“I think if we were kids at the same time, we would have been best friends,” they said.
Georgia hadn’t asked for Rostick’s help, but realized how much she needed it once the help was there.
Since Bobby’s fall, the family — though spread out throughout southern states — has rotated shifts of staying with Georgia and Bobby. First, Lumiere for six weeks in March, then a cousin for two weeks, then Lumiere joined by their mother for another six weeks, and currently an aunt is with Bobby and Georgia.
“If he were anywhere other than his own home with her, she thinks he would deteriorate so much more quickly,” Rostick says.
In the special, Rostick documents the dilemma they face in wanting to kickstart their freshly-graduated life as a college graduate and young filmmaker — but also feeling compelled to stay in Griffon, help their grandmother and spend meaningful time with their grandfather.
“If I got a job, my grandma wouldn’t let me turn it down,” Rostick says in the program.
After a stint back home in Tampa, Rostick’s original plan was to fully move in with their grandparents in late July. But Rostick is now receiving momentum around their film and seeking out jobs.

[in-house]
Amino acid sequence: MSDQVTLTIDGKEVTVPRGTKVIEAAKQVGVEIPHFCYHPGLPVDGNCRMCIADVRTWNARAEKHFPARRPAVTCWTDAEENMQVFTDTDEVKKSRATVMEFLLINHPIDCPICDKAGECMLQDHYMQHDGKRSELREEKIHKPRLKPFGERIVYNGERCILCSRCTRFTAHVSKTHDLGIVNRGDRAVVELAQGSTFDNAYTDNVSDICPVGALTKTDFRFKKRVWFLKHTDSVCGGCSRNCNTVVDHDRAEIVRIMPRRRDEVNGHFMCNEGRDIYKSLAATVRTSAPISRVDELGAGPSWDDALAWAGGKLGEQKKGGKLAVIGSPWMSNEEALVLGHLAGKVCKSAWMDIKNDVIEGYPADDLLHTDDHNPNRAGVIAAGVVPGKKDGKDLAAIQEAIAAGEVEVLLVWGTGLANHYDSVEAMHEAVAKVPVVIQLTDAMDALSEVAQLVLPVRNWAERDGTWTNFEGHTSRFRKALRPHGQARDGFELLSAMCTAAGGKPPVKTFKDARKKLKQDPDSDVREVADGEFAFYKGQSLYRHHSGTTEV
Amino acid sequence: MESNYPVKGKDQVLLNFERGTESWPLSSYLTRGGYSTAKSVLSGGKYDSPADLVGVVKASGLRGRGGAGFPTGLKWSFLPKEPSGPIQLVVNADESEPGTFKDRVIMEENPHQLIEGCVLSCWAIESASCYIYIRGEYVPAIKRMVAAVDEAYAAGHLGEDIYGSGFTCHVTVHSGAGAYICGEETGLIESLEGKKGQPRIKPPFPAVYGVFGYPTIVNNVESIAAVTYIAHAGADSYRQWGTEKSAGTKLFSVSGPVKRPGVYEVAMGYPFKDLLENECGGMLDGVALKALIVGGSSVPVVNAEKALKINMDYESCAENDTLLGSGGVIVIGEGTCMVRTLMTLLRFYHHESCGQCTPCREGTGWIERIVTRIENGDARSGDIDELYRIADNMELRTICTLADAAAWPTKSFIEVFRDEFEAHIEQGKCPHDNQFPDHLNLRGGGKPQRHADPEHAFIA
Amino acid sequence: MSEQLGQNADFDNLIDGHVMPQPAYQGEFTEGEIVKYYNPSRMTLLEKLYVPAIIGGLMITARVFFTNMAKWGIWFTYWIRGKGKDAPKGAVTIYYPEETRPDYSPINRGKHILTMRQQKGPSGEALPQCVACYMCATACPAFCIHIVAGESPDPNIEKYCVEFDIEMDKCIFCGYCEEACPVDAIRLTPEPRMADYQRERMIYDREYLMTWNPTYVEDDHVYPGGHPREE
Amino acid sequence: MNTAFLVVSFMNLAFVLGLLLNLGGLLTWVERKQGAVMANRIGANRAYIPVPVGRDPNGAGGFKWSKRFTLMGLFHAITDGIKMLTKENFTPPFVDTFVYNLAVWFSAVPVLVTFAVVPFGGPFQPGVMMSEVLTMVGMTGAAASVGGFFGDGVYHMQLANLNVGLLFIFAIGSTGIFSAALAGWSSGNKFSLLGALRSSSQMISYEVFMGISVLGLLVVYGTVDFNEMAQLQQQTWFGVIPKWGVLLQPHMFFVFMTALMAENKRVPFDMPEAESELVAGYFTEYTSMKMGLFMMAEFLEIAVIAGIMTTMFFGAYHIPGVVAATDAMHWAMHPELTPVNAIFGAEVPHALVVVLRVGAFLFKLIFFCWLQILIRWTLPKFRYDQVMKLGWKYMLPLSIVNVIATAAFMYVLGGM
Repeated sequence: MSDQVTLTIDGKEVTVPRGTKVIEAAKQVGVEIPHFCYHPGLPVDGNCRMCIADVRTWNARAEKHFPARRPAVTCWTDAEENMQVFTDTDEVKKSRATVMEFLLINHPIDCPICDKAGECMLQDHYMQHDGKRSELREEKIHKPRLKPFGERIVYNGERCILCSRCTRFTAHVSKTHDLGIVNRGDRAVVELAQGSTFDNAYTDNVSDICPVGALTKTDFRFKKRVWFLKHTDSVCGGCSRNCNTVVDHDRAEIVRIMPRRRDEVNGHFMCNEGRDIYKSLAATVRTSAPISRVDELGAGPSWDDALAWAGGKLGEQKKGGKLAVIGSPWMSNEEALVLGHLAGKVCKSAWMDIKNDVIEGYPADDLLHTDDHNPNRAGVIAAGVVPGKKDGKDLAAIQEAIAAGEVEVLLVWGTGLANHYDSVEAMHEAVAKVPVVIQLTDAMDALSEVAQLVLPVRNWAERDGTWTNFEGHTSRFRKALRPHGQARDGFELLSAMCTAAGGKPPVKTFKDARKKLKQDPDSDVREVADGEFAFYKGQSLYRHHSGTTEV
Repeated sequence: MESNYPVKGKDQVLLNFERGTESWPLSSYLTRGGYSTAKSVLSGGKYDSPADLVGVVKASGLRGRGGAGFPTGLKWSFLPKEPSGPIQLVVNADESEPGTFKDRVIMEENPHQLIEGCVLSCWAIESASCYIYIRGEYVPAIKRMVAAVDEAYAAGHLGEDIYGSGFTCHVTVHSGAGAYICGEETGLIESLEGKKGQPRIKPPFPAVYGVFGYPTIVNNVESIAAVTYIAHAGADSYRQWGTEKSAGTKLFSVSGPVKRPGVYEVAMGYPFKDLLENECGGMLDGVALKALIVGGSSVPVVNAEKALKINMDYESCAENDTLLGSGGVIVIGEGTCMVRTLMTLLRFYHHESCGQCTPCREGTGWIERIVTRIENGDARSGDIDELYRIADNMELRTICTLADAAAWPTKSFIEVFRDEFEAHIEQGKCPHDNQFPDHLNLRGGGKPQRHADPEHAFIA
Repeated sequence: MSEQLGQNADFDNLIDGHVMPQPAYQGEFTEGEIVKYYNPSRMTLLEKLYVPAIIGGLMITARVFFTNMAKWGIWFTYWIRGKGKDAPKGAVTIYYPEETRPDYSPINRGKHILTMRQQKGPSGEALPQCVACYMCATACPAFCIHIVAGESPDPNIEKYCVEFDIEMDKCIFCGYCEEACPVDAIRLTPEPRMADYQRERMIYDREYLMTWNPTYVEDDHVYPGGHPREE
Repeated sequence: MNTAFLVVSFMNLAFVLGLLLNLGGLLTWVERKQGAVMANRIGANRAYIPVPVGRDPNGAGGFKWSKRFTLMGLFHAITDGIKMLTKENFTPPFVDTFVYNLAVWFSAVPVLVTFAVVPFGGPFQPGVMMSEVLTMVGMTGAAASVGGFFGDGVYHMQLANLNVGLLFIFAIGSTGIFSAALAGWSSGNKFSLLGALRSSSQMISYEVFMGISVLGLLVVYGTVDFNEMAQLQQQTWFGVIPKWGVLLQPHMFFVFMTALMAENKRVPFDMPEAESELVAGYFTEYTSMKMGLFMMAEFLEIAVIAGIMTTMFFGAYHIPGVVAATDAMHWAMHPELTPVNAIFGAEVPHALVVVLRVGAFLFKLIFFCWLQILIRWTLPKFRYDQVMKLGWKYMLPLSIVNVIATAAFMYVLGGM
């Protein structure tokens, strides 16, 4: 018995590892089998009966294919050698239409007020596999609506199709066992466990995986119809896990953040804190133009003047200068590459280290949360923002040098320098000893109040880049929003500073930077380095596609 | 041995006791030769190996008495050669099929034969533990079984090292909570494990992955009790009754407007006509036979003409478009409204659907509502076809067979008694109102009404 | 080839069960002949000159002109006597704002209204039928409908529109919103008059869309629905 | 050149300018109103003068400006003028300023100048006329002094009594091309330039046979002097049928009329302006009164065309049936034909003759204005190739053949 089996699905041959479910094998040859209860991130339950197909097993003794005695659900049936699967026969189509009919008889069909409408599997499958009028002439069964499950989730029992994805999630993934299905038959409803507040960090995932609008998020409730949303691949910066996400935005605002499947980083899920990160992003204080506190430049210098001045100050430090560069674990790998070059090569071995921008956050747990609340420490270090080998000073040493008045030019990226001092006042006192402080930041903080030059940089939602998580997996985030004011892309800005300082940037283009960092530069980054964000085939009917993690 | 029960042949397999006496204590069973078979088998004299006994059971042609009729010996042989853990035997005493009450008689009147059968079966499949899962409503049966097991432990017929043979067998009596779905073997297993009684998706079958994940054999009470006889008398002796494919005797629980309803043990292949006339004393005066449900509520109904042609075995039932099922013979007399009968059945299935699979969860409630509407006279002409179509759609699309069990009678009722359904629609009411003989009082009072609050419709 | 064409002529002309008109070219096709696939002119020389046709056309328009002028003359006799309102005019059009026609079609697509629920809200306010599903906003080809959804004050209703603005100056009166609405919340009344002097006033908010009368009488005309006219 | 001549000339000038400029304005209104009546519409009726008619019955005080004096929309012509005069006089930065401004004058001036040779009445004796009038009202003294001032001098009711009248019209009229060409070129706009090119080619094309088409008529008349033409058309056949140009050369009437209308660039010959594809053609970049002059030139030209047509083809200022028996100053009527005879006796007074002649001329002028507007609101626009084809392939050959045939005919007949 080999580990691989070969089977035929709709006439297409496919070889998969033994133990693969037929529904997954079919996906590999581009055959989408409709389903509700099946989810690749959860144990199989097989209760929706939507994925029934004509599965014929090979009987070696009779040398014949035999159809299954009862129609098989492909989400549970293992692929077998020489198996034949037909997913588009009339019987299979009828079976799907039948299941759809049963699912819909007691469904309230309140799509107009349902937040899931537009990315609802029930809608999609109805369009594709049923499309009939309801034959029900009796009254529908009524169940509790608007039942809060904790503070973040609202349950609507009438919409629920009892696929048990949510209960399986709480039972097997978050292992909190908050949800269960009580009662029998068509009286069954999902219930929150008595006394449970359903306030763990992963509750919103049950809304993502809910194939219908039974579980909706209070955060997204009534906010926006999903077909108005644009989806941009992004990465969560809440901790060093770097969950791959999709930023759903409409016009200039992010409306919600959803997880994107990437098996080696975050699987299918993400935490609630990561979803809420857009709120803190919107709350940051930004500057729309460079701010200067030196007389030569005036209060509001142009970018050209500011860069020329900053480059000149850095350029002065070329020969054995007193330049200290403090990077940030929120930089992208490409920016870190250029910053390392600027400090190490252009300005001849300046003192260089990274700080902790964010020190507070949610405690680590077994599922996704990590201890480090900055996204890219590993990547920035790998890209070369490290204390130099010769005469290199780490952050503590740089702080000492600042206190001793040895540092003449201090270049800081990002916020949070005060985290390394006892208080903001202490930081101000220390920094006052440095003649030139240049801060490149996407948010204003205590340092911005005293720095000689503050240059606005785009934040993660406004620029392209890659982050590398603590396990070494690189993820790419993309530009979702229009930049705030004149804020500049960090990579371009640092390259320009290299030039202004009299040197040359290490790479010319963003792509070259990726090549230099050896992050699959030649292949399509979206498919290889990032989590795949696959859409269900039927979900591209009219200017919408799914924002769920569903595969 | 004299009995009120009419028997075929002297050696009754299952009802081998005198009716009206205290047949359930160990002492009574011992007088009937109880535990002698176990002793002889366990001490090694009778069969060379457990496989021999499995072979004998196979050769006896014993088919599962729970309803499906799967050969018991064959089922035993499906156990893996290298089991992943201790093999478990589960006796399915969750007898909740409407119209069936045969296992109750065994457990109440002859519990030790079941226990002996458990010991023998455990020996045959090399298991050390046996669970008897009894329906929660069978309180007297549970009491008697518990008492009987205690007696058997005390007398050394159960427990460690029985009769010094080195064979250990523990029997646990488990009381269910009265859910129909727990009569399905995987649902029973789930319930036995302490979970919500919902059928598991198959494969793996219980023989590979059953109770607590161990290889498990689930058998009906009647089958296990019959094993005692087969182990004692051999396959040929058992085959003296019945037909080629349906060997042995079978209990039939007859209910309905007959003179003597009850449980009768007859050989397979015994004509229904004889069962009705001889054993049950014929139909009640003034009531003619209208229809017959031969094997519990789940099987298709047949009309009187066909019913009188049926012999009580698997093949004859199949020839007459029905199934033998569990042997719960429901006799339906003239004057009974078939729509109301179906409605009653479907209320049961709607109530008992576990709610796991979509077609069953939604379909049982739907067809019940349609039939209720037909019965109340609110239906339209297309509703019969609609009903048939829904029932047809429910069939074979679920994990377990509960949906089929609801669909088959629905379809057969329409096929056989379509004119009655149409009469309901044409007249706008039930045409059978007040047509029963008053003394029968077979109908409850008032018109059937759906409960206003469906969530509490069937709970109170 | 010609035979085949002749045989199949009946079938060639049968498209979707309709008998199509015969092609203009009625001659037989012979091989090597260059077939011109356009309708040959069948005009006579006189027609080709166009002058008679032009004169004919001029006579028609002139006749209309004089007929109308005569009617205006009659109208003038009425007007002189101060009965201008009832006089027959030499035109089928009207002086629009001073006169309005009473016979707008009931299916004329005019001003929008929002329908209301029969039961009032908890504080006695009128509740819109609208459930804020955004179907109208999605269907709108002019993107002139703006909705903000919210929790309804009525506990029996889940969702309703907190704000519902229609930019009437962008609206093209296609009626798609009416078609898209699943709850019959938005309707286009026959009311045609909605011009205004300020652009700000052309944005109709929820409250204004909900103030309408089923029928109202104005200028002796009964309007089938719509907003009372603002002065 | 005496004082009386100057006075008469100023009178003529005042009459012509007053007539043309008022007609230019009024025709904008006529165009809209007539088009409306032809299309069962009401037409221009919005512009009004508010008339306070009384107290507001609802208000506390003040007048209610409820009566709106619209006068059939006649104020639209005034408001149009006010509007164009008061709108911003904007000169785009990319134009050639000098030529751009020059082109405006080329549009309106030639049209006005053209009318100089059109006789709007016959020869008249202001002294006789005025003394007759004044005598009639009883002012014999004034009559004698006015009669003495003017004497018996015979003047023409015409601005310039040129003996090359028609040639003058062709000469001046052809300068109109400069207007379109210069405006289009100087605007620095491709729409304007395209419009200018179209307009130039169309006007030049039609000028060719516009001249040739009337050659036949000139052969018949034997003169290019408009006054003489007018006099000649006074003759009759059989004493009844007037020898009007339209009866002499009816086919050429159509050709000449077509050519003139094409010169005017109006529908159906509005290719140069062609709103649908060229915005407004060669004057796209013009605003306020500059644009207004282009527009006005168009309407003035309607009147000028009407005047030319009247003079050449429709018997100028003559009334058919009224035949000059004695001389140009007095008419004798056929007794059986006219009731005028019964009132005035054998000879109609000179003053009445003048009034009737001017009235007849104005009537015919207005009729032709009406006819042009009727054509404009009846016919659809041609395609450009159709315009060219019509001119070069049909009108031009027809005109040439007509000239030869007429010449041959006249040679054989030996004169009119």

“All my family is like, ‘If you get a job, you’re not allowed to come stay with us. You’re going to go start your career,” Rostick says. “They are big supporters of mine and keep saying, ‘We’ll figure it out; we’ll be OK.’”
If a job doesn’t take Rostick to their ultimate goal of moving to New York, the plan is to move back in with their grandparents in Georgia come September.
A Family Tradition of Care
Rostick’s time with their grandparents has brought up conversations about the future with their own mother, who unsurprisingly wouldn't prefer a nursing home in her future.
“If I have room, I’d figure out a way to keep her out of a nursing home. She would hate it. My grandparents in the grave would hate it,” Rostick said. “I don’t wanna be the person that breaks the trend.”